Publication Date: Friday, May 21, 2004|
Public roaring over lion killing
Public roaring over lion killing
(May 21, 2004) Communications faltered, but neighbors generally less perturbed than outsiders
by Jaime Marconette & Bill D'Agostino
Palo Alto Police Chief Lynne Johnson admitted this week there could have been better communication with residents concerning the controversial mountain lion shooting on Monday.
To address this lapse, Johnson will hold a public meeting next week to discuss better informing the public about such crises in the future.
The meeting will be held at 11 a.m. Wednesday, May 26 inside the City Council chambers of City Hall. A later meeting that day will focus on public safety issues related to mountain lions.
Johnson admitted to being so focused on getting more officers to the scene and finding the mountain lion that she initially forgot to use the city's emergency telephone alert system to notify residents. The chief said she was about to use the system when the lion was found, shot and killed.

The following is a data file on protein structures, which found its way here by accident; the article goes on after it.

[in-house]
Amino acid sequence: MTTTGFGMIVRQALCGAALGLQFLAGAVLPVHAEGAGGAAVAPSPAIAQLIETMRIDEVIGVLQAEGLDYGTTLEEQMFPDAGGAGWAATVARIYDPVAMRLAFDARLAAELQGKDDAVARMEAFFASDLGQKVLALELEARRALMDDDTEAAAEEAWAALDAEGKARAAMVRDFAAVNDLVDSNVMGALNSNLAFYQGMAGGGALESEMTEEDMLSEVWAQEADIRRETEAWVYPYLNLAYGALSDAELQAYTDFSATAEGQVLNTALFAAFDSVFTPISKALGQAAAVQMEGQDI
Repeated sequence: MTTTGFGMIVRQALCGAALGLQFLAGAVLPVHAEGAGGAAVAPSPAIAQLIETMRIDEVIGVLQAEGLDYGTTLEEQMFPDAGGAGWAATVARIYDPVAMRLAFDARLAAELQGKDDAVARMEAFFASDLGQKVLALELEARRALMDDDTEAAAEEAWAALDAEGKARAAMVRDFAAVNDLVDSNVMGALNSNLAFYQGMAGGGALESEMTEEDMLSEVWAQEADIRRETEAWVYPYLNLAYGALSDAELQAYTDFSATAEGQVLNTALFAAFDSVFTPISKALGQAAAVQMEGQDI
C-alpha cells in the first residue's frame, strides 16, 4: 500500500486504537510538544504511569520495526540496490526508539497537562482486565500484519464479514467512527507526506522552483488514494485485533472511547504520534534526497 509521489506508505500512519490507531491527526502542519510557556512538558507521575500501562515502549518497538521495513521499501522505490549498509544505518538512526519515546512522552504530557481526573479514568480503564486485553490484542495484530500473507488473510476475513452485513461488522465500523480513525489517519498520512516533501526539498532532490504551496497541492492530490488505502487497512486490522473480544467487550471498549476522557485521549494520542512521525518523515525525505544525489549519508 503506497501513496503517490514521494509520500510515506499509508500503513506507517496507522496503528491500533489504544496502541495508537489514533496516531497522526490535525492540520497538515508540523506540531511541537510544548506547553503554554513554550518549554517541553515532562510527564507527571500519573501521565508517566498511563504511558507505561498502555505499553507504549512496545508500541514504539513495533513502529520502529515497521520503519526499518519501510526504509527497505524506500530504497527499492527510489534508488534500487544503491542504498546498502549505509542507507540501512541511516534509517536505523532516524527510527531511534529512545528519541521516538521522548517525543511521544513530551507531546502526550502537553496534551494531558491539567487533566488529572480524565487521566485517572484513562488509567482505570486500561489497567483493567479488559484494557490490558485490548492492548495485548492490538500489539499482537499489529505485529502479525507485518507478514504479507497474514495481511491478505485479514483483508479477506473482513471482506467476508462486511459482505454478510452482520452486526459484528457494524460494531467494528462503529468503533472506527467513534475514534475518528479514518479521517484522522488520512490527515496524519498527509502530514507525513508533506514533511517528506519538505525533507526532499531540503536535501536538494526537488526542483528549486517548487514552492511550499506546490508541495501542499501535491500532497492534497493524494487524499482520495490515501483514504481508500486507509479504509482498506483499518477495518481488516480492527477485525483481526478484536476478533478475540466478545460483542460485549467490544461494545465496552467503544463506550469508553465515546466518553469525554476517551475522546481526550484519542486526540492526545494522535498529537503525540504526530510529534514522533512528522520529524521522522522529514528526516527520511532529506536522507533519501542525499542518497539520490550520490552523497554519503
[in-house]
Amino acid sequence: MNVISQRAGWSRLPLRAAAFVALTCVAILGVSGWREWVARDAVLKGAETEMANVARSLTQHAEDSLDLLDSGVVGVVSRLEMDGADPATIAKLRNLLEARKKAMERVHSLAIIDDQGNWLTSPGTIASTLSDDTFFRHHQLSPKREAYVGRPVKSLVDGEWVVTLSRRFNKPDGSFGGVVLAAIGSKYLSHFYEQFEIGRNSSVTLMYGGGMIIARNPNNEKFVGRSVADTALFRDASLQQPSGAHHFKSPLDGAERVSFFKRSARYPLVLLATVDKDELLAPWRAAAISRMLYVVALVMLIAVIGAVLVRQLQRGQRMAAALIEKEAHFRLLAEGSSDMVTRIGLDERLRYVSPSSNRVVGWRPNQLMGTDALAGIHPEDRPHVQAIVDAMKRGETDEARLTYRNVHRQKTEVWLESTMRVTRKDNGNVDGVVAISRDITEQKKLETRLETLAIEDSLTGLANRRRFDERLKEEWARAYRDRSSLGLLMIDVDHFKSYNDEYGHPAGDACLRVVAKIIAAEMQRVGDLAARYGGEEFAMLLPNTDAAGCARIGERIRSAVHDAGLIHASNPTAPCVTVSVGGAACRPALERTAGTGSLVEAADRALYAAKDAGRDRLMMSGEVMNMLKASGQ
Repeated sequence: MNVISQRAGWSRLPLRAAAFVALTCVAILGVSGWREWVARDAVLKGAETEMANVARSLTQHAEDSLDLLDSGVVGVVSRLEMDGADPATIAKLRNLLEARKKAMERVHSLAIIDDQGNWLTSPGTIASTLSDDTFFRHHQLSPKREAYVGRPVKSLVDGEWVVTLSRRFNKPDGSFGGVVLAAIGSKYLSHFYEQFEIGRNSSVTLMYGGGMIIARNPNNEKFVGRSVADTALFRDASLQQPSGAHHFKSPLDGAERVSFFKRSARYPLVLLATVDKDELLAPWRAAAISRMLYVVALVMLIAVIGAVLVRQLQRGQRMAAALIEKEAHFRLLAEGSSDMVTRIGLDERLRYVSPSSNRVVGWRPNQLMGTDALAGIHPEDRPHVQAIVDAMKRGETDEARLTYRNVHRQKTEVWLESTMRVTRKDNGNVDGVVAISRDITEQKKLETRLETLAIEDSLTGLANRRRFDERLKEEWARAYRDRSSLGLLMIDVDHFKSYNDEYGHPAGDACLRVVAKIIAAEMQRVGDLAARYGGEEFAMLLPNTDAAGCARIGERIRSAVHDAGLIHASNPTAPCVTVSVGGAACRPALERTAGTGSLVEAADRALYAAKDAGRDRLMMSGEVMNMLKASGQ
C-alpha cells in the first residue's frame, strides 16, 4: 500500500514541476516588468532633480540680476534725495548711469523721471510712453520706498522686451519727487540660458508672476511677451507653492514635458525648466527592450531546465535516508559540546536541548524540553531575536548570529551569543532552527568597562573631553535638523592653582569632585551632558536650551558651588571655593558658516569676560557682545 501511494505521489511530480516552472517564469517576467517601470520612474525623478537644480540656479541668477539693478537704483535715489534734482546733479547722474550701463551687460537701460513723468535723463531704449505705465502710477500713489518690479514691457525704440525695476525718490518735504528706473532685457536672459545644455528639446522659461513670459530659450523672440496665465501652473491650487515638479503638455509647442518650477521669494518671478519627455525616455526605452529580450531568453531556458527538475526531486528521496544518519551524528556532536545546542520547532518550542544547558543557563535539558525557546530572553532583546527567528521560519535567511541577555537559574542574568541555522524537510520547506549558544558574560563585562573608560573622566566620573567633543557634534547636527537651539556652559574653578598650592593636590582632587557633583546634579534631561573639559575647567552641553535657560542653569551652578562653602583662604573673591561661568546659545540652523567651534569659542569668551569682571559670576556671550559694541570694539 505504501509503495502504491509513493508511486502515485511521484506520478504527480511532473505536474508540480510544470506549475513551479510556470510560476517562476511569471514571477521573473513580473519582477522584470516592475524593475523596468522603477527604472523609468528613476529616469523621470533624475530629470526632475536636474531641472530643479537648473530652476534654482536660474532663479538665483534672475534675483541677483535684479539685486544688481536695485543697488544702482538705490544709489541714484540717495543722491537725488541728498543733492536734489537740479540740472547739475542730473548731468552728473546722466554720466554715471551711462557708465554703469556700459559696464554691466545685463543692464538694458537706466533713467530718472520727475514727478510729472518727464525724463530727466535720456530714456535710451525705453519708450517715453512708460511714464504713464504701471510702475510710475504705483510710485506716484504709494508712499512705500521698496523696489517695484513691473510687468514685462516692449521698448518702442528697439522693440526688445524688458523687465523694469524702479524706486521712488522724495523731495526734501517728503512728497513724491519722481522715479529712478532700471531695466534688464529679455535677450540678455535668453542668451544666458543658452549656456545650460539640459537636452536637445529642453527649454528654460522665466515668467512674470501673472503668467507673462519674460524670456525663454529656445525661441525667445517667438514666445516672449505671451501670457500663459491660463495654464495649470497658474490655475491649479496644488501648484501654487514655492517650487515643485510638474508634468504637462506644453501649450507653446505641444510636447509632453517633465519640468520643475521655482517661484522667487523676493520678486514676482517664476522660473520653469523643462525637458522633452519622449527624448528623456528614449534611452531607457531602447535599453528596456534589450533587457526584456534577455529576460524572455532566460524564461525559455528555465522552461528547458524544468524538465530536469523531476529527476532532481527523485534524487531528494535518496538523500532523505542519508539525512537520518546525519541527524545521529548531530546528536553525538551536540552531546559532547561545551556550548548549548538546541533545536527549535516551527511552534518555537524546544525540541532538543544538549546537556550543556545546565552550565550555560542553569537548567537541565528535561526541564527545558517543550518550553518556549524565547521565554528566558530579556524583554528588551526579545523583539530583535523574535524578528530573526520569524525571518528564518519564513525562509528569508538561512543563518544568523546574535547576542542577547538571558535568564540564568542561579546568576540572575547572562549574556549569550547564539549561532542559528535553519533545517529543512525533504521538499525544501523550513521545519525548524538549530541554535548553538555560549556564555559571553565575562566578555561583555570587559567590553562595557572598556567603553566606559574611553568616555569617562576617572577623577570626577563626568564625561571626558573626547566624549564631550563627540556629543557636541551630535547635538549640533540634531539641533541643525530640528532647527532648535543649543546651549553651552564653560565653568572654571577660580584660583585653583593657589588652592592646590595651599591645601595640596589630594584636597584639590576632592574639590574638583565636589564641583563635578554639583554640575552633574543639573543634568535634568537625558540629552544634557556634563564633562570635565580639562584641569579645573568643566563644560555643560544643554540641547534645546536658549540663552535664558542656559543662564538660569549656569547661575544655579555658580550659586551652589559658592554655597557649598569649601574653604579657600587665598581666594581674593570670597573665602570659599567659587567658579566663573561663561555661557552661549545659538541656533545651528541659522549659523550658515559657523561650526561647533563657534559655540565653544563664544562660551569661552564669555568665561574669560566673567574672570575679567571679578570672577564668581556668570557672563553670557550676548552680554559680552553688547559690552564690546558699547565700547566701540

"We should have, in retrospect and hindsight, activated that earlier on," Johnson said. "That's one of our lessons learned."
The city purchased the alert system after the community was severely damaged by flooding in 1998. After the late-night flood, the city received harsh criticisms for failing to notify residents.
Wednesday's meeting will primarily focus on finding new ways to communicate important safety messages, including neighborhood e-mail bulletin boards, Johnson said. The phone system has limitations in terms of how long a message can be put out.
The second Wednesday meeting, starting at 6:30 p.m. inside City Hall, will center on recognizing mountain lion risks. County Supervisor Liz Kniss, Sheriff Laurie Smith, and mountain lion expert Henry Coletto will be speaking.
Both meetings may provide a chance for upset locals to air protests concerning the shooting, which sparked immediate outcry and a memorial to the puma. Internet blogs have been rife with discussion about the topic, with people from as far away as the Netherlands debating the police's actions.
A man even posted a cry for people to protest the killing on craigslist.
Outcry began almost immediately. Annika Simpson was standing outside Palo Alto's City Hall Monday night holding a small sign accusing the police of animal cruelty. She said she saw the shooting on television.